Wednesday, January 3, 2018

An Unusually Sunny Midwinter

One of the minor negatives of living in the Pacific Northwest is the lack of sun during midwinter, the result of our northern latitude and considerable cloudiness.

Some folks get depressed from the darkness, developing  Seasonal Affective Disorder (SAD).   A problem that can be addressed by securing a light box, getting out during midday, or heading to a southern clime during the holiday season.

But this winter has been much better than most, with more sun than usual.

Noon Today

Let me show you the proof.    Aaron Donohoe of my department has examined the solar radiation data collected on our roof since the year 2000.   Here is his plot of cumulative solar radiation during the month of December.  The black-red line is this year.  For much of the month, this year was the sunniest since 2000, but fell into second place at the end.  No complaints.
And the first few days of January have been plenty bright, as illustrated by Space Needle PanoCam above and the solar radiation measured on the Atmospheric Sciences Dept roof (see below).

The sunny December is a huge boon to Seattle's psyche, since this month is generally the most depressing, with the shortest days and weakest sun.   By the end of January, things are starting to brighten and by the end of February, Northwest spring is upon us.

Why such sunny skies?  Because we have had persistent high pressure over the West Coast, and high pressure is the enemy of clouds.  To demonstrate this, here is the anomaly (difference from normal) of sea level pressure during December.  A big positive (high pressure) anomaly over our region.

And the high pressure also brought extensive dry periods.  Take a look at the cumulative precipitation at Sea Tac during the past 4 weeks.   We had less than normal, and nearly all the rain occurred over a few days when weather systems broke through the ridge.  Most of the month was dry, particularly the first two weeks.
The unexpected sunshine has attracted some Northwest residents out of hibernation.  Here is someone you might know....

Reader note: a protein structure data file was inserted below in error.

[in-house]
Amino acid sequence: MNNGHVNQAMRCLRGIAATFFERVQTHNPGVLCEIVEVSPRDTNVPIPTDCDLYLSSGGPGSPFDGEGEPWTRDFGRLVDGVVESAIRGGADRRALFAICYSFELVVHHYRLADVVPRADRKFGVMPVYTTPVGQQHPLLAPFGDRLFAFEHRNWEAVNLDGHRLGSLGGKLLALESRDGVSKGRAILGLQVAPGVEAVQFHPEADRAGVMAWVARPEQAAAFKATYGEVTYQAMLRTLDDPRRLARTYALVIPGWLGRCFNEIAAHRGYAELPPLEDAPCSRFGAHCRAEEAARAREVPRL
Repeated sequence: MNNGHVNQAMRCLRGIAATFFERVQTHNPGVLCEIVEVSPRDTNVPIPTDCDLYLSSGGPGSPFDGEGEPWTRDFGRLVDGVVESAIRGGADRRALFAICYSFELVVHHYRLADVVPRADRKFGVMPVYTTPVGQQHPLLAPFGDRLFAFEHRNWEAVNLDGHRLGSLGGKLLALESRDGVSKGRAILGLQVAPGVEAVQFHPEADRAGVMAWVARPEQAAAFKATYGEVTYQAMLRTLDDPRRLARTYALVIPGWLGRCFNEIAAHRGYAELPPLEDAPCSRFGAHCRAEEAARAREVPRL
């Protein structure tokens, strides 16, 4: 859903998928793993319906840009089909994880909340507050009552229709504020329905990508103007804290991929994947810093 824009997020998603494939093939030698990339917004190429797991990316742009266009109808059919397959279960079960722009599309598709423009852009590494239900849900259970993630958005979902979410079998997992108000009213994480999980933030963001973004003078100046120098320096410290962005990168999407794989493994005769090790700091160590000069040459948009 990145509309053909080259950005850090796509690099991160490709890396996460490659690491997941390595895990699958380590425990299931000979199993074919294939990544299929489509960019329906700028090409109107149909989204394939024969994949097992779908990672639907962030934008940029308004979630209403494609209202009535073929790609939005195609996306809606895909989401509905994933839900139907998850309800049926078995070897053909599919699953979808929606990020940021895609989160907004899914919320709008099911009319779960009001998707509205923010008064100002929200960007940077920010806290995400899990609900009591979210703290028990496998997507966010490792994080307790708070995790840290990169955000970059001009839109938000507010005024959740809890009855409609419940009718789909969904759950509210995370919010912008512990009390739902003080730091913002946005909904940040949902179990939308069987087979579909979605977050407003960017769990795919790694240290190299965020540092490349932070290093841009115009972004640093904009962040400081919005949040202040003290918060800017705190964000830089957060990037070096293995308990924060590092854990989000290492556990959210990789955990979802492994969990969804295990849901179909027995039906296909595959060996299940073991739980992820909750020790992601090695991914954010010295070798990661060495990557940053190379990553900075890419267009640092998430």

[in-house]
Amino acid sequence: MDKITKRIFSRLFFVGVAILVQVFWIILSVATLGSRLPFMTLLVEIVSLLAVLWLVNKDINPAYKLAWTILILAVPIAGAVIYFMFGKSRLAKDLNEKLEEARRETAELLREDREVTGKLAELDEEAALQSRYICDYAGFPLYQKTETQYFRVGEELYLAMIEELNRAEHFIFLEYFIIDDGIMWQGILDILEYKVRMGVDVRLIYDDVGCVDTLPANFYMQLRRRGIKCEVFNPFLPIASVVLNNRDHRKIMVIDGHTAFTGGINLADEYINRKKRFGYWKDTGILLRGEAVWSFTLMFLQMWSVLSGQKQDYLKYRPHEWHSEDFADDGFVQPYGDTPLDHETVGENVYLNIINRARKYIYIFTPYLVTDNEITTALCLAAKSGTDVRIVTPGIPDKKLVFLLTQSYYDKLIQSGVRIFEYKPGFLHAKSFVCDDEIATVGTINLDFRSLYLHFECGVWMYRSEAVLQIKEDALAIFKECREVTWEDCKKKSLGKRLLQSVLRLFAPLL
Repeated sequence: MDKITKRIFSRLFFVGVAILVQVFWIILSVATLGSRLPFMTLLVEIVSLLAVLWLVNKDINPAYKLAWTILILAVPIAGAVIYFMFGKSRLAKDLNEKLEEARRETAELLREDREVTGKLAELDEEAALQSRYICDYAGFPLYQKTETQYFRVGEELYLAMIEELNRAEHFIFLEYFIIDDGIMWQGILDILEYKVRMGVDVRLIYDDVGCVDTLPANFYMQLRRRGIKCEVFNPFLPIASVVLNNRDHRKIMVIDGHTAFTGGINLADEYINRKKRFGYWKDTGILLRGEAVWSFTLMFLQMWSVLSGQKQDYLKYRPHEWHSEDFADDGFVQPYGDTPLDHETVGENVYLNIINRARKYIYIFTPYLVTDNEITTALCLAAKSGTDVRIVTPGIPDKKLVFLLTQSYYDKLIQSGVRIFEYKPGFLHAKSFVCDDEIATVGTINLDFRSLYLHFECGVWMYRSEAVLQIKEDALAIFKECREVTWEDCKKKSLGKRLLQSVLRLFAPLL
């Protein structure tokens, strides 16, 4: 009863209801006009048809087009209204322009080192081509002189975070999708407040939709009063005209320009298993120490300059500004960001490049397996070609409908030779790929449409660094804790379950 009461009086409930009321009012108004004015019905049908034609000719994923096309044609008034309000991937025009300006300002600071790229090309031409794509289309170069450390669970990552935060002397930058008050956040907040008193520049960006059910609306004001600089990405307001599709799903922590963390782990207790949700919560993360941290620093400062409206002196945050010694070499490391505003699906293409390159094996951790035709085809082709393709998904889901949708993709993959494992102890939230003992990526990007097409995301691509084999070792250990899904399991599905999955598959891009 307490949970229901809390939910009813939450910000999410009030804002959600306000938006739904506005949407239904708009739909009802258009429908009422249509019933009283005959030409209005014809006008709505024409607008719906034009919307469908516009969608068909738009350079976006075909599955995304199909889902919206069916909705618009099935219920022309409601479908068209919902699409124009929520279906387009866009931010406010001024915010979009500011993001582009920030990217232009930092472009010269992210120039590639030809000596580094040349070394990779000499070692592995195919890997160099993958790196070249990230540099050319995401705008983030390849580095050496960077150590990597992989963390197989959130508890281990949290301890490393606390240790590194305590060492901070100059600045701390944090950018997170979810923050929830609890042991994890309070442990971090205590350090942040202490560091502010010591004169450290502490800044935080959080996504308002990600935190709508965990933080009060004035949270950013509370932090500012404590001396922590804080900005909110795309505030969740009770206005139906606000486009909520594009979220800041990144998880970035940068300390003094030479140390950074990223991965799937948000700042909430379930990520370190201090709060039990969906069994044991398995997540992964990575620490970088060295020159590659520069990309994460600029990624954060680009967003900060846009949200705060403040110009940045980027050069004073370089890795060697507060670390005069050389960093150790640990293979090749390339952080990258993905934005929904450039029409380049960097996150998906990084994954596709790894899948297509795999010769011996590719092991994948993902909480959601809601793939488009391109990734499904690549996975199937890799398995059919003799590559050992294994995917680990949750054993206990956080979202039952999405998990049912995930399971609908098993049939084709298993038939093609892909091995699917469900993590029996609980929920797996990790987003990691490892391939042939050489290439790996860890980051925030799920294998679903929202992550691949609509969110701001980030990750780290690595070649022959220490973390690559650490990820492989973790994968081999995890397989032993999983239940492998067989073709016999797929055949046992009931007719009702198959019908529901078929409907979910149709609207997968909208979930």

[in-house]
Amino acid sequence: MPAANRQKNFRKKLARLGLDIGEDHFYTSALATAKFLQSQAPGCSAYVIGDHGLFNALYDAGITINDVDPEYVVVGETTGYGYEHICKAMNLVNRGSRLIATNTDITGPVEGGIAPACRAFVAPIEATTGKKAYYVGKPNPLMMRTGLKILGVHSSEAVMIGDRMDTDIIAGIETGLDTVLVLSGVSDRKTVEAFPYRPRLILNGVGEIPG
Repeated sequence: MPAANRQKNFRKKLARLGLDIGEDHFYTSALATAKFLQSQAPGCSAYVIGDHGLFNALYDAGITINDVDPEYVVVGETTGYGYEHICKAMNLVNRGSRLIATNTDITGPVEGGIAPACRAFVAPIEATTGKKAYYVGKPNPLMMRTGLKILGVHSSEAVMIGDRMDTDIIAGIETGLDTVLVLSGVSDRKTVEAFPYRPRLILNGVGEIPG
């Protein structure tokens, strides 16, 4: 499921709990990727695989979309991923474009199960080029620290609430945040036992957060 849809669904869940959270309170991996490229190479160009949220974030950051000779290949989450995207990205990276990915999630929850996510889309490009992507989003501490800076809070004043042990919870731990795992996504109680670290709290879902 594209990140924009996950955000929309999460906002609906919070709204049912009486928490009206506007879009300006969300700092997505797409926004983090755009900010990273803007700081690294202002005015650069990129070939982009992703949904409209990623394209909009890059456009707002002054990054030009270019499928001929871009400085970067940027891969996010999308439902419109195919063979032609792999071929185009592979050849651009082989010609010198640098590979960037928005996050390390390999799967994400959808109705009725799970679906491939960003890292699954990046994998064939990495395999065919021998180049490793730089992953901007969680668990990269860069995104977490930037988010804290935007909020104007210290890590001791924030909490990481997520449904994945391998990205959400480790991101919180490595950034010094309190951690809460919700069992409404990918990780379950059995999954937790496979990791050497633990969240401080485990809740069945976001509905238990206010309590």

Andrew Lincicome said...

Or just by simply taking vitamin D regularly, ideally mixed with fish oil.

Jule Gust said...

Maybe this is why our chickens are still laying some eggs! Usually there are none during the darkest months unless you provide artificial light for them. So there is always an upside even if the powder skiing isn't exactly meeting our wildest hopes.

Rebecca Timson said...

Vitamin D supplements can be helpful for some people. But be sure to read about the potential side effects.

Unknown said...

Indeed, the hens are laying here on Whidbey Island.

Terry McDonald said...

A Revelstoke December is typically very very grey with cloud in the valley, cloud in the mountains, snow in the mountains, wet snow or rain in town.. None of that this December, long stretches of sunshine in the alpine with a major inversion to start the month, even sunshine in town half the month which is very unusually during the very cold, dry and sunny. Dec has been more in line with the Jan over the previous few years. We need some a classic winterstorm jet stream. Seems we get 1-2 massive cold winter storm with light powder valley bottom to mountain tops before a dramatic shift in weather takes us immediately back to high pressure in one for or another.

Dixon Gifford said...

Hi Cliff, Any idea whats going on with our winter so far in the central cascades in regards to persistent higher snow levels. I have pictures from the local I-90 summits and this past weekend on Mailbox peak @ 4800ft snow cover is thin, rocks exposed more like October than January, Mt Si was almost snow free. Friday snow levels are predicted at 6500ft with a lowering trend but back up to 5000ft on Monday. I know we have had some brief cold spells but as an avid reader of your blog I know you look for long term trends for evidence of warming and climate change. In this case what is the historical analysis of snow levels over the past several years - is this data even available? It doesn't seem too positive for the snow pack this year running @ 81% according to SNOTEL data with no real "top up" in sight. Seems the north cascades both east and west are well positioned so better news for our glaciers.

sunsnow12 said...

Dixon Gifford -

It is Friday and it is currently 31 degrees on Snoqualmie Pass (elevation 3,022 feet), it is snowing, and they are forecasting snow overnight. When was the snow level at or near 6500 feet today?

The central/north cascade pass forecast after tonight is for snow levels ranging from 2500 feet to 4000 feet - for all of next week. From the NWS: Where are you seeing snow levels predicted at 5000 feet?

Re: "long term trends for evidence of warming and climate change":

"an analysis of snow water equivalent (SWE) of over 200 SNOTEL sites around the NW through 2016 by Mark Albright suggests little trend over the past 30 years..."

"To drive this point home further, here are the mean melt-out dates for recent decades (again, thanks to Mark Albright). It appears that the melt-out dates are getting progressively later, just the OPPOSITE of what we would expect global warming would do."